Having made that point I'm going to recommend you see a martial-arts epic in the wuxia tradition called Flying Swords of Dragon Gate. In 3D.

From a bravura, vertiginous, fly-through the masts and rigging of a ship-yard to an epic, and quite brilliant, fight to the death within a whirling sandstorm, the 3D process is here given a vigorous workout. FSODG is not an intelligent film, but any ounce of brain-power it had was spent solely on figuring exciting ways to use 3D to bombard the viewer with arrows, spears, fists, head and beauty.

The plot side of things goes something like this: various factions in a strife-riven China take refuge in an inn built not far from "The Dragon Gate". Viscous agents of the East and West Bureaus, brave knights who spend their life on the road, tattooed barbarians, sell-swords and flesh-eating inn-keepers all converge as the sand-storm of a lifetime engulfs them. With the revelation that the city buried under the Dragon Gate will at last be revealed by the shifting sands and disgorge its bounty of gold for the victors, the story is given some urgency.

There are subplots of love lost, mistaken identity, Machiavellian intrigue and sexual politics, but none are developed with any of the rigidity they deserve to be. Plot points come and go, sometimes serving only to provide an occasional titter, but more often than not to segue into an extravagantly choreographed fight. Provided you are happy with unclear motivations, unlikely twists and unstable characterisation you won't find anything to trouble you here.

Star power is provided by Jet Li, on enthusiastic form, and acclaimed director Hark Tsui. All of the cast are fun to watch though, especially Xun Zhou as a lady knight and Kun Chen as both a supremely nasty leader and in a parallel role as a bumbling servant. Also worthy of mention are the powerful and fun special effects, wrangled by the effects team who worked on Avatar. The aforementioned flying battle in the heart of a whirlwind of sand is a particularly exciting moment, a sort of violent Wizard of Oz dream sequence, which thrills and surprises in equal measure. All staple wuxia elements are here, from floating heroes, knights duty bound to help the weak and the pitting of lower classes against an evil and rich elite.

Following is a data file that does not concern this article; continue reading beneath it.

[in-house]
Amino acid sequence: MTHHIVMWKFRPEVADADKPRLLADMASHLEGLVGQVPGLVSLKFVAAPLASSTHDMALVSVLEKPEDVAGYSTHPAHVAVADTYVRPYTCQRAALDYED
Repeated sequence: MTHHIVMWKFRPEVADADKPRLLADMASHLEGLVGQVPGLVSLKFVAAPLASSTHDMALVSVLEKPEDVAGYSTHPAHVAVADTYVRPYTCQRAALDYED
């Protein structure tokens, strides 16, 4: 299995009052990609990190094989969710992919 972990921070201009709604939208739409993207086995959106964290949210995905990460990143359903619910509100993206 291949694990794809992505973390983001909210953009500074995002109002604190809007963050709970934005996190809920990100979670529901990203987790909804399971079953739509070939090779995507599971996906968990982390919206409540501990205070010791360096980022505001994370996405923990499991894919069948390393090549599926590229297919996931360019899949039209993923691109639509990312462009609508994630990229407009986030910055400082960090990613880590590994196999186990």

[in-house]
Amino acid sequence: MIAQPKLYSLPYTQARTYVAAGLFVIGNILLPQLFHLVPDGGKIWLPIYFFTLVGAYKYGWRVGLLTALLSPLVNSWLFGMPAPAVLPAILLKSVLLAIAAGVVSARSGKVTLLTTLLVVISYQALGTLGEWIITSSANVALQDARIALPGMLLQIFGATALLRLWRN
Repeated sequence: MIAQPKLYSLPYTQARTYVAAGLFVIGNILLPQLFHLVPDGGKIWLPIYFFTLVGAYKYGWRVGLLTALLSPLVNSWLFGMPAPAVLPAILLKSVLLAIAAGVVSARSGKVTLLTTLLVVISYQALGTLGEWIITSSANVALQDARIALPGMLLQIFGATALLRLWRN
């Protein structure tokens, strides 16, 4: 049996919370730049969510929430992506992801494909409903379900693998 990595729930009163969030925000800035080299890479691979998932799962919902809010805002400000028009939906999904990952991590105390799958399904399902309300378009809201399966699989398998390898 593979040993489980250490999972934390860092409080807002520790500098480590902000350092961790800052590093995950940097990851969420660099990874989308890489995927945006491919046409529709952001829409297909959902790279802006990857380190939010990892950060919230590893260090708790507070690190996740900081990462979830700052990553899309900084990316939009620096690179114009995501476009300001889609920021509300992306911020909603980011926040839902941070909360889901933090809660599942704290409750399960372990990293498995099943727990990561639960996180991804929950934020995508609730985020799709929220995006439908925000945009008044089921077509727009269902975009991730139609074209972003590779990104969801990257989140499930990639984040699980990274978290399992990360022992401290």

FSODG is a great, nonsensical fun. A rip-roaring flight of fantasy that plays fast and loose with physics, history and logic, and never fails to deliver on its promise of spectacle, action and adventure. And as a showcase for 3D it fulfills its purpose by throwing everything at the screen, including a rather ornate, gold kitchen sink. A prefect metaphor for the fact that stereoscopy can't help your story but only provide the shallow thrills that are its sole stock-in-trade.

FLYING SWORDS OF DRAGONS GATE is out in cinemas on 19th October and on 3D DVD and Blu-Ray on the 29thof October 2012.


The 10 Funniest Moments in Film: part 2

Part 1 here
6. "I'm terrified beyond capacity for rational thought" in Ghostbusters
Dr. Peter Venkman: Ray has gone bye-bye, Egon... what've you got left?
Dr. Egon Spengler: Sorry, Venkman, I'm terrified beyond the capacity for rational thought.

Why is this funny? You shouldn't analyse comedy, of course, but the humour comes from the fact that he still has enough rational thought to construct a complex statement even though he says he's terrified. It's a very pleasant spoof of any character who's ever been unrealistically rooted to the spot with fear in every horror film you've seen.

7. "Print is Dead" in Ghostbusters
Janine Melnitz: You're very handy, I can tell. I bet you like to read a lot, too.
Dr. Egon Spengler: Print is dead.
Janine Melnitz: Oh, that's very fascinating to me. I read a lot myself. Some people think I'm too intellectual but I think it's a fabulous way to spend your spare time. I also play raquetball. Do you have any hobbies?
Dr. Egon Spengler: I collect spores, molds, and fungus.

Ghostbusters! Twice! Well, it is one of the best comedy films every made. OK, print wasn't dead back in '84, but it is now! And it's funny for both those reasons. Why? Because it makes me laugh, that is why.

8. "Suck my Tits?" in This Is England
Smell: You're dead sensitive.
Are you all right?
Are you sure?
Do you want me to kiss you again?
Do you wanna suck my tits?

Wholly inappropriate, uncomfortable and weird, When Smell asks Shaun quite casually if he'd like to suck her tits the only sensible reaction is to laugh. And then be violently sick.

9. Biggus Dickus in Life of Brian
Pontius Pilate: So, yaw fatha was a Woman? Who was he?
Brian: He was a Centurion, in the Jerusalem Garrisons.
Pontius Pilate: Weally? What was his name?
Brian: 'Naughtius Maximus'.
[the Centurion laughs]
Pontius Pilate: Centuwion, do we have anyone of that name in the gawwison?
Centurion: Well, no, sir.
Pontius Pilate: Well, you sound vewy sure. Have you checked?
Centurion: Well, no, sir. Umm, I think it's a joke, sir... like, uh, 'Sillius Soddus' or... 'Biggus Dickus', sir.

As I said in Part 1, nothing is funnier than watching people trying not to laugh. Nothing!

10. Bank Robbery in Take the Money and Run
Bank Teller #1: Does this look like "gub" or "gun"?
Bank Teller #2: Gun. See? But what does "abt" mean?
Virgil: It's "act". A-C-T. Act natural. Please put fifty thousand dollars into this bag and act natural.
Bank Teller #1: Oh, I see. This is a holdup?

Take The Money And Run is probably my favourite comedy film ever, but I chose this sequence (among many hilarious ones) to show it off.